Depending on your needs, there are a variety of resources and strategies to help you buy accessible products, solutions, and services. Most purchases require buyers to provide accessibility information about the product, and/or accept accessibility language in contracts.
Types of Purchases
Most IT purchases fall into one of three categories: Goods (“commodities” or “commercial of the shelf software” or COTS), Services (e.g., "interpreting services") and Professional/Technical Services (such as creating websites or configuring software. Each uses a different process to promote accessible technology.
The procurement process for IT commodities/COTS typically requires vendors to submit VPATs (Voluntary Product Accessibility Templates) detailing the accessibility of their products. Check the VPATs section for guidance for all parties in the process, from RFP creators to vendors.
Visit the Accessibility Master Contract program on the Department of Administration (ADM) site for information on video captioning and document creation and remediation services. Note: Captioning, which helps make video accessible, is distinct from CART, which is an accommodation (see below) for live meetings and conference calls. See the Captioning section in Multimedia for more information.
Policy Driven Adoption for Accessibility (PDAA)
PDAA is a tool that allows vendor organizations to measure their internal support for accessibility. The stronger an organization’s support for accessibility, the more likely their products and services will be accessible and usable.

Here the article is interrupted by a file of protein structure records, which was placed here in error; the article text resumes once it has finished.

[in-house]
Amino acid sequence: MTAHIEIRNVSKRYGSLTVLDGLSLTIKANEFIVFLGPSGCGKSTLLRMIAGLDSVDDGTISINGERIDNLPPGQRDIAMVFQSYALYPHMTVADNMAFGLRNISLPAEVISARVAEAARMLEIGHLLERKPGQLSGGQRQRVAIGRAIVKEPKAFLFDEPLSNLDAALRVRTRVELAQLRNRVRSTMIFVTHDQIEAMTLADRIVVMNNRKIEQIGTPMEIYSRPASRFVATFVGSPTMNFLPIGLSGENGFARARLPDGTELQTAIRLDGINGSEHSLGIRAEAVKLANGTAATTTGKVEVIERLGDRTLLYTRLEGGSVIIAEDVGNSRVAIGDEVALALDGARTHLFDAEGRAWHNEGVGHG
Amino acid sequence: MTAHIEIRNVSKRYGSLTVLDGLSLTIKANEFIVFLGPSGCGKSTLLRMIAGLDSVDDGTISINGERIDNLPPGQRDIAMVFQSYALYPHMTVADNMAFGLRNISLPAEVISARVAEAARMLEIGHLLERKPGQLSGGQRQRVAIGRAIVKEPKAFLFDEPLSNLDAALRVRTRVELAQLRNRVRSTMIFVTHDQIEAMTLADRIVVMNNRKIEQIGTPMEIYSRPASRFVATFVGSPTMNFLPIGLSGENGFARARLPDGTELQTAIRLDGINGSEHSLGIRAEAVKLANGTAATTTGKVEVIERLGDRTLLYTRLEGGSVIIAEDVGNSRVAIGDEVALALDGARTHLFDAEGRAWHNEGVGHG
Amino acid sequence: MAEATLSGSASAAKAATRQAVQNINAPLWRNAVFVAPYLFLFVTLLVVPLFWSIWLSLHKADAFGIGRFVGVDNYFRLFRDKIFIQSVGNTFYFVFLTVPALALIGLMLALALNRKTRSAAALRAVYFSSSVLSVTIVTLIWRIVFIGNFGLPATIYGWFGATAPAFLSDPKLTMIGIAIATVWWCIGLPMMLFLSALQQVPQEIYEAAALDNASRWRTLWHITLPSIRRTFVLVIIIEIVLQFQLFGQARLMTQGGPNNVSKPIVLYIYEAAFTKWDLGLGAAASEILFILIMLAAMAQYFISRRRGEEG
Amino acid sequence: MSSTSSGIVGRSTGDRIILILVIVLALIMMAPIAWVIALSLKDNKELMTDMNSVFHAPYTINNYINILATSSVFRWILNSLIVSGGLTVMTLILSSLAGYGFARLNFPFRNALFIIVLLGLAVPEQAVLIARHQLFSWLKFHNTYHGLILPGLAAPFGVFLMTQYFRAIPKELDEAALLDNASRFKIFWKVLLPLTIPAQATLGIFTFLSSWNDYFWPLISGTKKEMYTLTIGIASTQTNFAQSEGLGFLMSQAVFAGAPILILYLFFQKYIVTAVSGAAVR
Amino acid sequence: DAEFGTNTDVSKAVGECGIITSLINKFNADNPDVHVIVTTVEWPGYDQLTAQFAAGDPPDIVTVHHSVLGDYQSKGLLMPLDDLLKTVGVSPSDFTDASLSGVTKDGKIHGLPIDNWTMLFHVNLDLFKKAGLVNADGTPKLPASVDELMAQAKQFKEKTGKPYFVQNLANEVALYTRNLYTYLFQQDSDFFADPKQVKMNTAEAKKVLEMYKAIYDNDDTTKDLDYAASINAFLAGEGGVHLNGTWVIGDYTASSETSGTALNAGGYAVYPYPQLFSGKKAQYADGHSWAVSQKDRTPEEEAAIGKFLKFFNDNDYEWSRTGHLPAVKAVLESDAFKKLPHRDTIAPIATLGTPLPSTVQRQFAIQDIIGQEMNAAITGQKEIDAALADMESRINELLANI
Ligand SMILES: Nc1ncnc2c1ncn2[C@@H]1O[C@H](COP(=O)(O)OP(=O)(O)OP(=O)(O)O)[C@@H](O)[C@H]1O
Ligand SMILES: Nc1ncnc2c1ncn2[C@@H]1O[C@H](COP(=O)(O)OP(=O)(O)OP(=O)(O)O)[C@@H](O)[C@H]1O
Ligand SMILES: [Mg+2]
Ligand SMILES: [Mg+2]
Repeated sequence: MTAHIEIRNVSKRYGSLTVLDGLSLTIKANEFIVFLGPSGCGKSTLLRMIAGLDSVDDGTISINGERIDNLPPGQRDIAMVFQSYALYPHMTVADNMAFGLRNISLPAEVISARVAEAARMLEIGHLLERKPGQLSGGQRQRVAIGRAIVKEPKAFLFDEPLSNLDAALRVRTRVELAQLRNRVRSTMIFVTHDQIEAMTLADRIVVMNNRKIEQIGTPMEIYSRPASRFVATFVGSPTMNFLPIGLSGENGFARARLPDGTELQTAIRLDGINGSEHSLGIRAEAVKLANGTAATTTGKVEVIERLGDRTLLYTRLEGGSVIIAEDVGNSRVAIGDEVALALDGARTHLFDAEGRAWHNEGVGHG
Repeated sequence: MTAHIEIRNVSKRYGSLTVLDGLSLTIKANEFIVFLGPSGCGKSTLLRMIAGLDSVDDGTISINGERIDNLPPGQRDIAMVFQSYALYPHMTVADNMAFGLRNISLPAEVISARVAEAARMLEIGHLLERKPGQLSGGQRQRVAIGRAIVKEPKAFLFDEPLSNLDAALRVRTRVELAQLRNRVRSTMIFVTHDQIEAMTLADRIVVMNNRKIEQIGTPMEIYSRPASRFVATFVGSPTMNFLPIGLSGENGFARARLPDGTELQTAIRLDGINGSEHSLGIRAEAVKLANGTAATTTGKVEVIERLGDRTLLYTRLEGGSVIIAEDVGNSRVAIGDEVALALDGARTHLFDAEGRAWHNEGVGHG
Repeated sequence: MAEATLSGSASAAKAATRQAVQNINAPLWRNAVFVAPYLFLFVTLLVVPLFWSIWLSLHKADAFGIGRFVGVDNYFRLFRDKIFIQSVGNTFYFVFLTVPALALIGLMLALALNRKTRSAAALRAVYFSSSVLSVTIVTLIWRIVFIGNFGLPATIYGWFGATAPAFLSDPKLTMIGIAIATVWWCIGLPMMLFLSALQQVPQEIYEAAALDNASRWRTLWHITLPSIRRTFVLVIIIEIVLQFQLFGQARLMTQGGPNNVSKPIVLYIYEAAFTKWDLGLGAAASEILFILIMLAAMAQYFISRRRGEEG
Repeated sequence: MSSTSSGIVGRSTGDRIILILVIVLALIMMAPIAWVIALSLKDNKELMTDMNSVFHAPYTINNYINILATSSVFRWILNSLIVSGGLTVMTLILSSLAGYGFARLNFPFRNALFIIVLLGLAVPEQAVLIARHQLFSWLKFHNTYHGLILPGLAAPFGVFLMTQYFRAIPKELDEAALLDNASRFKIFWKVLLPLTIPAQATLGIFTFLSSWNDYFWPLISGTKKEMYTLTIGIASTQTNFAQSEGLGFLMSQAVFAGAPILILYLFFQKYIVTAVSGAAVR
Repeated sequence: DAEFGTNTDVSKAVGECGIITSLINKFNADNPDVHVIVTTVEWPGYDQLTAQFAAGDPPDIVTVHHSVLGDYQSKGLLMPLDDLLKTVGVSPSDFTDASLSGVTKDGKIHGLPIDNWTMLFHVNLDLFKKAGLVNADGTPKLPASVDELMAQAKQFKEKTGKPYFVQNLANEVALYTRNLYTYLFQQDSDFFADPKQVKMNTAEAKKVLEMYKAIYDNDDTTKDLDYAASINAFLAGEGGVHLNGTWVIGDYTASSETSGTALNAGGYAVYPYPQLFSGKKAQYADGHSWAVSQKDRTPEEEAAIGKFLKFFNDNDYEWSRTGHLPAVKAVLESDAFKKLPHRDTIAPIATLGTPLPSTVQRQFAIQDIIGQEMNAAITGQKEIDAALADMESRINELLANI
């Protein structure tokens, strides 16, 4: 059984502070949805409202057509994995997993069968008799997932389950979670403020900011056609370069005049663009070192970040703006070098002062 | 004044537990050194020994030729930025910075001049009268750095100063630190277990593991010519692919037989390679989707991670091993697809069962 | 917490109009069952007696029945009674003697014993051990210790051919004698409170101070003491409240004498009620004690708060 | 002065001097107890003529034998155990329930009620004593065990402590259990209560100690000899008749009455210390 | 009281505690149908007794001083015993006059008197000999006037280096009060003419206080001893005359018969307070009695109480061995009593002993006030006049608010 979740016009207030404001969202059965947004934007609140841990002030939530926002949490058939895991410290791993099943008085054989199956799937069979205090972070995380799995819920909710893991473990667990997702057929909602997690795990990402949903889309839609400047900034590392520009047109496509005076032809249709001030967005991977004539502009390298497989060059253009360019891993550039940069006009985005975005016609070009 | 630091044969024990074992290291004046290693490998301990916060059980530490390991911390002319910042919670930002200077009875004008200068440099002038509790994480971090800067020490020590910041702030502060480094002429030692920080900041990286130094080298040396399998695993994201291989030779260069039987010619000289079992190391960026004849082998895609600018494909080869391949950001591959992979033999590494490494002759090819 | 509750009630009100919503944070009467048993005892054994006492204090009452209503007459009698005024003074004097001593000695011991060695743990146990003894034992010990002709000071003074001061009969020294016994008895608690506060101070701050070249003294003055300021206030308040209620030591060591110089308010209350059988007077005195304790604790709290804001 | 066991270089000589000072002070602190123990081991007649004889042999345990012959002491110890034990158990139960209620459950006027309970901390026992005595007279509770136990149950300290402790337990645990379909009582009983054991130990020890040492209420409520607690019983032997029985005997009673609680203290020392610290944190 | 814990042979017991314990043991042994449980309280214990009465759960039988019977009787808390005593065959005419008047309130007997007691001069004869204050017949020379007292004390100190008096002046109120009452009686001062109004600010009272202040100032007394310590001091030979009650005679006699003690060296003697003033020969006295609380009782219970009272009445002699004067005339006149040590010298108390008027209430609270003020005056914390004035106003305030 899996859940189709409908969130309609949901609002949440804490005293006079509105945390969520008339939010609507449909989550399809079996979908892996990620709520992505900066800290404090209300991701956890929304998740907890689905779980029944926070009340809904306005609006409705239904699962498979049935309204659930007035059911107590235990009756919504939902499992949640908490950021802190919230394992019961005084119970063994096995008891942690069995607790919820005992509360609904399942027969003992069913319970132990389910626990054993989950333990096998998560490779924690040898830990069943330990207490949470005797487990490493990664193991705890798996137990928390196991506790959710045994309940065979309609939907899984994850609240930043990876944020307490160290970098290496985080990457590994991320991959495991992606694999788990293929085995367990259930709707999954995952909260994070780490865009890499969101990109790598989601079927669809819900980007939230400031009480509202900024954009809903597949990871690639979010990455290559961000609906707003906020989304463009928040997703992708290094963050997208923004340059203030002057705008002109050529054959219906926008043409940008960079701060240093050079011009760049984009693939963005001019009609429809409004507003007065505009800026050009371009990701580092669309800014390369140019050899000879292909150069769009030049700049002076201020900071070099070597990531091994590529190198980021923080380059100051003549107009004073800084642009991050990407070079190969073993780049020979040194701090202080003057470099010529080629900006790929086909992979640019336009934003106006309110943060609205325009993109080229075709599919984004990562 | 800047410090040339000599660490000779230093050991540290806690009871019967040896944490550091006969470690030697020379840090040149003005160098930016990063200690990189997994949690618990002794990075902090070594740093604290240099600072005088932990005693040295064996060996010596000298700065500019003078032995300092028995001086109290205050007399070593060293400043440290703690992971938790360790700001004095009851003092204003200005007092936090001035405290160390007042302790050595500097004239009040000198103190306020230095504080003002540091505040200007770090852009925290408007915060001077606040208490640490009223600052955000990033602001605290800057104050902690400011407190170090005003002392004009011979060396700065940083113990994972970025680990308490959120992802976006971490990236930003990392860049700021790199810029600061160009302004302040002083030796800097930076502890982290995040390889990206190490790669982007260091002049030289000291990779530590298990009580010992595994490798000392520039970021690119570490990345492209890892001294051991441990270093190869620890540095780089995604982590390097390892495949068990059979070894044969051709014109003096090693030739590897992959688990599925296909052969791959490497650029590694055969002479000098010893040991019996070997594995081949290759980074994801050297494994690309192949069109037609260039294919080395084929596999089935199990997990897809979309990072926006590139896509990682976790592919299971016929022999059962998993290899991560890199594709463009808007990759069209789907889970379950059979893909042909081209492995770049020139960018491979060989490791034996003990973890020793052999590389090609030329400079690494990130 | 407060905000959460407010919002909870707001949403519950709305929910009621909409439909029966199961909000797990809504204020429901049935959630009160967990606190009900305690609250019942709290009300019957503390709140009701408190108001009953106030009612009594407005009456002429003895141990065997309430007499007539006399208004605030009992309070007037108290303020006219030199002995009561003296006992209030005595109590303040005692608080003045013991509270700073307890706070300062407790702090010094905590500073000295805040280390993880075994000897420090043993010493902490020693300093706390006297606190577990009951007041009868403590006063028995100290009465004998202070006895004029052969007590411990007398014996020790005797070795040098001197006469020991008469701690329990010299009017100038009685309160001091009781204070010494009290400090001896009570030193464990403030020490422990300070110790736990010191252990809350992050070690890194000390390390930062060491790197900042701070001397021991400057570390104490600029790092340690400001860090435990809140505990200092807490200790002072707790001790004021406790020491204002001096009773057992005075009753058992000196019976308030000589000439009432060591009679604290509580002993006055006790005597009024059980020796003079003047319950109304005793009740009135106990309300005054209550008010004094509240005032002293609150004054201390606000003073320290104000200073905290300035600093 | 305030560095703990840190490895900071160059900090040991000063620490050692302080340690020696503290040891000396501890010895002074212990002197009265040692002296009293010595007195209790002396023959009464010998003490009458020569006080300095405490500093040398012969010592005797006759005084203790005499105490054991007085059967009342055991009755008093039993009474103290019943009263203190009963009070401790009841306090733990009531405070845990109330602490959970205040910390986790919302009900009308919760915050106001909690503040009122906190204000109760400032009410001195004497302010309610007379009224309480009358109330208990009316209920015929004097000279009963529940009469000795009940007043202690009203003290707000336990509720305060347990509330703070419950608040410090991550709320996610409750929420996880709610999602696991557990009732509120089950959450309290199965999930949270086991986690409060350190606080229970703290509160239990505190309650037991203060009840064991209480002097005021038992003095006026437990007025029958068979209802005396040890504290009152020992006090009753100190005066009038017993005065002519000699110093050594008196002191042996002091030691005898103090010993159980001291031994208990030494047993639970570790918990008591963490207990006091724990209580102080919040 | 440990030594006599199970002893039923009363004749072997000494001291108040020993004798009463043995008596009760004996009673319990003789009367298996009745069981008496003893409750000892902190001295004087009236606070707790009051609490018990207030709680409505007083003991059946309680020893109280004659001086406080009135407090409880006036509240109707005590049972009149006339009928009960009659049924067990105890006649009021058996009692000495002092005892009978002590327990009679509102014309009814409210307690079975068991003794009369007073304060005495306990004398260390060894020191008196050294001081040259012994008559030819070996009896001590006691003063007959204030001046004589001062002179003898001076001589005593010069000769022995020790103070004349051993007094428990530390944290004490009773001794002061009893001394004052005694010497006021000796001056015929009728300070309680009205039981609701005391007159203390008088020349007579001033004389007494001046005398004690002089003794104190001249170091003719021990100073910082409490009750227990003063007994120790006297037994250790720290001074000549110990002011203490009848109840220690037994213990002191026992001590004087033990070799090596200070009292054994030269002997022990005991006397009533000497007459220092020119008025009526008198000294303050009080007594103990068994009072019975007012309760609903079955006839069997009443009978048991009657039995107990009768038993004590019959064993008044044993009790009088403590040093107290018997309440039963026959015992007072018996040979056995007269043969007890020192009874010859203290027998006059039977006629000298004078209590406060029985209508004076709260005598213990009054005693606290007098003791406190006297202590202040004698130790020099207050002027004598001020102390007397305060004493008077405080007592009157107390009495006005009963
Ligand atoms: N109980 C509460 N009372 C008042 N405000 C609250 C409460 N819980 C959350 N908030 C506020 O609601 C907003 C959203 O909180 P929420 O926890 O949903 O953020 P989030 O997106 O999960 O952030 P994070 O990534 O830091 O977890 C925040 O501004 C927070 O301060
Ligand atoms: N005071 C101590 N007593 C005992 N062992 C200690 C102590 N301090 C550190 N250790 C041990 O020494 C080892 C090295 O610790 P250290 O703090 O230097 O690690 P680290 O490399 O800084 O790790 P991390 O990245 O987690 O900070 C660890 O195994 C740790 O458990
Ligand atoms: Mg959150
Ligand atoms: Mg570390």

The State of Minnesota is partnering with other states to pilot PDAA, with the goal of increasing the accessibility of vendors' products and services. More information:
Need to obtain interpreter services or other communications support? Check out the page on how to order ASL/CART services.
Voluntary Product Accessibility Templates® (VPATs) are a tool to measure an organization’s ability to demonstrate their product’s support for accessibility within the confines of a proposal or bid. It does not replace acceptance testing upon delivery, third-party testing, other accessibility verification, and end-user testing. It is best used as a component when scoring vendor proposals.
All solicitations for IT products, whether COTS (commercial off the shelf) or as part of an integration offering, must include a requirement for a VPAT. When including requirements for a VPAT, be sure to request separate VPATs for each user interface.
We now require vendors to use the “2.0” version of the standard VPAT, which incorporates both the updated Section 508 rule and WCAG 2.0. In addition, we provide some background and guidance for all parties in the process. Those materials reference the “1.0” version but the principles remain relevant. We are in the process of updating those materials.
If you are buying a non-standard IT product or buying with your Authority of Local Purchase (ALP), then you should still require the vendor to provide you a VPAT with information about the accessibility of the product.
Many companies provide completed VPATs for their products on their web site. Currently many may be for the old version of Section 508. In those cases, the State of Minnesota requires the vendor submit the new 2.0 VPAT. In some circumstances, we may accept a WCAG 2.0 VPAT as a supplement to an old Section 508 VPAT.
Did you know?
All desktop and laptop computers in the MNIT standards program are accessible.
There is no single way to best ensure when soliciting vendors to perform IT services that the vendor will effectively incorporate accessibility best practices into their work. There are a variety of tools and strategies to use, depending on the type of project and how you solicit the services.